What Is a Share Repurchase?
A share repurchase is a transaction whereby a company buys back its own shares from the marketplace. A company might buy back its shares because management considers them undervalued. The company buys shares directly from the market or offers its shareholders the option of tendering their shares directly to the company at a fixed price.
Repurchases reduce the number of outstanding shares, which is something that investors often feel will drive up share prices. This assumes demand for the shares will not be diminished by the action.
- A share repurchase or buyback is a decision by a company to buy back its own shares from the marketplace.
- A company might buy back its shares to boost the value of the stock and to improve the financial statements.
- Companies tend to repurchase shares when they have cash on hand and the stock market is on an upswing.
- There is a risk that the stock price could fall after a share repurchase.
- Apple is one of the biggest repurchasers of its stock.
How Share Repurchases Work
Share repurchases take place when companies decide to buy back their stock. Companies that repurchase their stock from the open market or directly from investors. Also known as a share buyback, it is commonly done to achieve:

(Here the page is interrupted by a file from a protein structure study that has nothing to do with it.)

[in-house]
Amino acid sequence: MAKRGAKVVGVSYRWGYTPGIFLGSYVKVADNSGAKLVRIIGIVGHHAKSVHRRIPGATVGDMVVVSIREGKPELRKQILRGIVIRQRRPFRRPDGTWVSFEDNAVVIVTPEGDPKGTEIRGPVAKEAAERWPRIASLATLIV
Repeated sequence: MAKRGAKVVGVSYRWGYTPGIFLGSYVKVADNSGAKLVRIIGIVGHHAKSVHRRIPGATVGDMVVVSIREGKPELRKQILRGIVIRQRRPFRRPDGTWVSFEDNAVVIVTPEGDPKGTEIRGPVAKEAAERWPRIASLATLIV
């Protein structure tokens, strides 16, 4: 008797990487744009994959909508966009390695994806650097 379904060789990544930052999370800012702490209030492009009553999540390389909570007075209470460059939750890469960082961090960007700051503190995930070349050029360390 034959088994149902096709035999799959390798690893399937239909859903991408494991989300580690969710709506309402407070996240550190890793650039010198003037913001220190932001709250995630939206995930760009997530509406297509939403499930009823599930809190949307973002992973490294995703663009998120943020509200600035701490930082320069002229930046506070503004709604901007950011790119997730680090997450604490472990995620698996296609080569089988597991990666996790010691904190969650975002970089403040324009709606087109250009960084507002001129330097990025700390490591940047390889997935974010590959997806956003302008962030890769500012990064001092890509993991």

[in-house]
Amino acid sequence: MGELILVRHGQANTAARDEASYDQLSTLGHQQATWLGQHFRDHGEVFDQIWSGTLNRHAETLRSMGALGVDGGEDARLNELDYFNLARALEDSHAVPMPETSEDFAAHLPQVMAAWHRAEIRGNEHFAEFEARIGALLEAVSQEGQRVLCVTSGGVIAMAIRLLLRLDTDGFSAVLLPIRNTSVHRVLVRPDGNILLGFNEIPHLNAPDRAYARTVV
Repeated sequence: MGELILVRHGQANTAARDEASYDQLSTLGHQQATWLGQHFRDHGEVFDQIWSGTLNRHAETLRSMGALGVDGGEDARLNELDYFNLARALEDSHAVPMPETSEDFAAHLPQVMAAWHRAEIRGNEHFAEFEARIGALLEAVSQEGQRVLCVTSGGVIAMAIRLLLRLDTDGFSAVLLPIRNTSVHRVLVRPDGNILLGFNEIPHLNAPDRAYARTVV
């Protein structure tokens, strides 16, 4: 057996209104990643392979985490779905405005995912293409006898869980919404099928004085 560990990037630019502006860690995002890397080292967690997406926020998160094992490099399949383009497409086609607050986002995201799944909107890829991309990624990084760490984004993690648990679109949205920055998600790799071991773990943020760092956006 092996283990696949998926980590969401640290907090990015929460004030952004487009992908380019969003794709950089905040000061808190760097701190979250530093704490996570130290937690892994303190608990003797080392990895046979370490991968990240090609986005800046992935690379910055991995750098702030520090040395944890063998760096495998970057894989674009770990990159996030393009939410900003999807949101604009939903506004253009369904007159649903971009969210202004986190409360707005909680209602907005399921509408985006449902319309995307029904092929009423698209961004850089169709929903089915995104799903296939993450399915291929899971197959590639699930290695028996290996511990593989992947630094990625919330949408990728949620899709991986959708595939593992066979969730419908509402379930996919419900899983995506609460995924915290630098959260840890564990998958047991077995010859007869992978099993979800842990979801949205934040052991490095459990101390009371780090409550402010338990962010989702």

Because a share repurchase reduces the number of shares outstanding, it increases earnings per share (EPS). A higher EPS elevates the market value of the remaining shares. After repurchase, the shares are canceled or held as treasury shares, so they are no longer held publicly and are not outstanding.
A share repurchase impacts a company's financial statements in various ways. A share repurchase reduces a company's available cash, which is then reflected on the balance sheet as a reduction by the amount the company spent on the buyback.
At the same time, the share repurchase reduces shareholders' equity by the same amount on the liabilities side of the balance sheet. Investors interested in finding out how much a company has spent on share repurchases can find the information in their quarterly earnings reports.
Reasons for Share Repurchases
A share repurchase reduces the total assets of the business so that its return on assets, return on equity, and other metrics improve when compared to not repurchasing shares. Reducing the number of shares means earnings per share (EPS) can grow more quickly as revenue and cash flow increase.
If the business pays out the same amount of total money to shareholders annually in dividends and the total number of shares decreases, each shareholder receives a larger annual dividend. If the corporation grows its earnings and its total dividend payout, decreasing the total number of shares further increases the dividend growth. Shareholders expect a corporation paying regular dividends will continue doing so.
In some cases, a buyback can hide a slightly declining net income. If the share repurchase reduces the shares outstanding to a greater extent than the fall in net income, the EPS will rise irrespective of the financial state of the business.